March 9, 2010

In the video clip below — a trailer for an upcoming episode of Comedy Central’s South Park — the ever mischievous Eric Cartman is allowed to sign-out 500 AK-47s.

South Park’s tongue-in-cheek episode is a take on an all-too-real incident involving the notorious mercenary group Blackwater.

In February, it was revealed during a Senate Armed Service Committee hearing that a Blackwater (now called Xe) subsidiary known as Paravant had checked out weapons from a U.S. military weapons storehouses using the cartoon character’s name.

On February 23, Spencer Ackerman wrote for The Washington Independent:

Employees of the CIA-connected private security corporation Blackwater diverted hundreds of weapons, including more than 500 AK-47 assault rifles, from a U.S. weapons bunker in Afghanistan intended to equip Afghan policemen, according to an investigation by the Senate Armed Services Committee. On at least one occasion, an individual claiming to work for the company evidently signed for a weapons shipment using the name of a “South Park” cartoon character. And Blackwater has yet to return hundreds of the guns to the military.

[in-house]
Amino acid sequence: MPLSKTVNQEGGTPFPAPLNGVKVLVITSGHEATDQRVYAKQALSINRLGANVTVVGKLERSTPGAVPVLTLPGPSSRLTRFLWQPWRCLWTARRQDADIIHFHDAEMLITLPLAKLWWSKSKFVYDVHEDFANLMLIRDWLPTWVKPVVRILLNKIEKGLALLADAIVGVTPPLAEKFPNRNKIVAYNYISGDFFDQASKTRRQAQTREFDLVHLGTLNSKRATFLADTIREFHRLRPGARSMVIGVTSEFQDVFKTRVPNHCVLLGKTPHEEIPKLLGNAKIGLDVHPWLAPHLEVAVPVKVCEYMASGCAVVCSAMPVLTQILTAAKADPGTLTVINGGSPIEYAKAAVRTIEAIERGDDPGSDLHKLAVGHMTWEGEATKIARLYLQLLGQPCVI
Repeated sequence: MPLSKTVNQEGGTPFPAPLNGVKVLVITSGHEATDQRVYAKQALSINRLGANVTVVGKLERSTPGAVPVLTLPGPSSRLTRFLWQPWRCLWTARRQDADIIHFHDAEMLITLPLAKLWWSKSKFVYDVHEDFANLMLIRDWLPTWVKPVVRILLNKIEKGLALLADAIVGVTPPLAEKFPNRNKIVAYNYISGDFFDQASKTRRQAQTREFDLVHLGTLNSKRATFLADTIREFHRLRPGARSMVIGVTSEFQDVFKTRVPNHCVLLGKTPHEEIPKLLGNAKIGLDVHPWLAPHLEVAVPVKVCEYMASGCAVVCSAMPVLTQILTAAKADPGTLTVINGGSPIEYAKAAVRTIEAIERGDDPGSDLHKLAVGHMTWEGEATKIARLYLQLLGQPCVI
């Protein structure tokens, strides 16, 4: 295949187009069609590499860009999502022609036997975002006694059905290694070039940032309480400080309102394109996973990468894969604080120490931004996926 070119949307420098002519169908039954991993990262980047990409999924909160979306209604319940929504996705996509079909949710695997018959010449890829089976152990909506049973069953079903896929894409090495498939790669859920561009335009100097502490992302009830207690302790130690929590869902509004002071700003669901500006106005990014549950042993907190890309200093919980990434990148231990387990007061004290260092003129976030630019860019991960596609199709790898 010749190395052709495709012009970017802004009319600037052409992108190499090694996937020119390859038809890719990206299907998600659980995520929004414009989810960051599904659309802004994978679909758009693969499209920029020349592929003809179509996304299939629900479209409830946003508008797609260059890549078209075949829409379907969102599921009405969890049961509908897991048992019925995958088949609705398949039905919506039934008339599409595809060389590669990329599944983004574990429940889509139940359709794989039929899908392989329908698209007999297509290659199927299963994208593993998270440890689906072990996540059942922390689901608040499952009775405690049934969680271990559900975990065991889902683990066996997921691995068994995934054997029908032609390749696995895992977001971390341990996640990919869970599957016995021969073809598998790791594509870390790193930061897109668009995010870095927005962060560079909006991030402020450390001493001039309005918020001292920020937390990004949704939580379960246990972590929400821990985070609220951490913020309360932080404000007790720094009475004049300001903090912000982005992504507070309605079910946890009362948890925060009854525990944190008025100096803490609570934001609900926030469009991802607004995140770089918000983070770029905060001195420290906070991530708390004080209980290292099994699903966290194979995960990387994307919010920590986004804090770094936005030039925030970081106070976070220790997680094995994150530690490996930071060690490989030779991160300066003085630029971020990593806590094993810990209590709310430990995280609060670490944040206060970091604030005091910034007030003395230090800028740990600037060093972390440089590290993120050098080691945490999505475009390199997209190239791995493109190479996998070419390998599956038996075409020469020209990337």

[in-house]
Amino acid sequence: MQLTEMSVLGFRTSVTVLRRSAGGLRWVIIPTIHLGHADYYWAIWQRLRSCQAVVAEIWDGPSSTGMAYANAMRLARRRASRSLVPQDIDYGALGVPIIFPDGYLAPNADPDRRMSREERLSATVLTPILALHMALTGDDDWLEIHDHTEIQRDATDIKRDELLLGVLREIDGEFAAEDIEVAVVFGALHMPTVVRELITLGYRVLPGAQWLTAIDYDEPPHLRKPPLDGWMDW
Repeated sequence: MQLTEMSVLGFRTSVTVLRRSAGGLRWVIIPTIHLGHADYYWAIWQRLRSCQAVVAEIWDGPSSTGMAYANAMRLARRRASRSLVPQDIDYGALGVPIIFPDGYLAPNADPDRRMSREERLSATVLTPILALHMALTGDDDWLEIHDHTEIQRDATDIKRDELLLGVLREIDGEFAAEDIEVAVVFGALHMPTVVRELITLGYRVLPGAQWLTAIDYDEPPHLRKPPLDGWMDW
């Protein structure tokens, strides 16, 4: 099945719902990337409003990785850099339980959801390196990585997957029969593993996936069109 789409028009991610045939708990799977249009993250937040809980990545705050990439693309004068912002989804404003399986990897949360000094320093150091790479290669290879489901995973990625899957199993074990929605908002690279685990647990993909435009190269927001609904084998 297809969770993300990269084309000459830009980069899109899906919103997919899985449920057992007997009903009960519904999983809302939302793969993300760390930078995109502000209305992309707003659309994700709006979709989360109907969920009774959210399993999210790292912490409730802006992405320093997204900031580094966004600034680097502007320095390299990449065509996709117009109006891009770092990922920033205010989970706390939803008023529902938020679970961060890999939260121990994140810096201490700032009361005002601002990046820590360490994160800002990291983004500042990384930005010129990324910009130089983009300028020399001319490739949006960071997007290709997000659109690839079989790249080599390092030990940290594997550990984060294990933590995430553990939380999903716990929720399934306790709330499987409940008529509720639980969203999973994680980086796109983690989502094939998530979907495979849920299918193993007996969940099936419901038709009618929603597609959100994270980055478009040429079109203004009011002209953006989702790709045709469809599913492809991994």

In May of 2009, drunken Paravant mercenaries opened fire on a car carrying four Afghan civilians, wounding two of them. The incident prompted the committee’s investigation.

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In September of 2007, Blackwater mercenaries killed eight civilians in Baghdad. In December 2008, the Justice Department announced they were charging five of the Blackwater employees, and ordered them to surrender themselves to the FBI. The case was ultimately dismissed.

In August 2009, it was learned that the CIA had contracted Blackwater in 2004 in a secret program to assassinate al-Qaeda operatives. The CIA did not bother to write up a formal contract with Blackwater for the assassination program but instead had individual agreements with top company officials, including the founder, Erik D. Prince, according to The New York Times.

Obama’s CIA director, Leon Panetta, told Congress that the CIA had broken the law by not telling lawmakers about the program. In 2002, then vice president Dick Cheney told the CIA did not need to inform Congress because the agency already had legal authority to kill al-Qaeda members.

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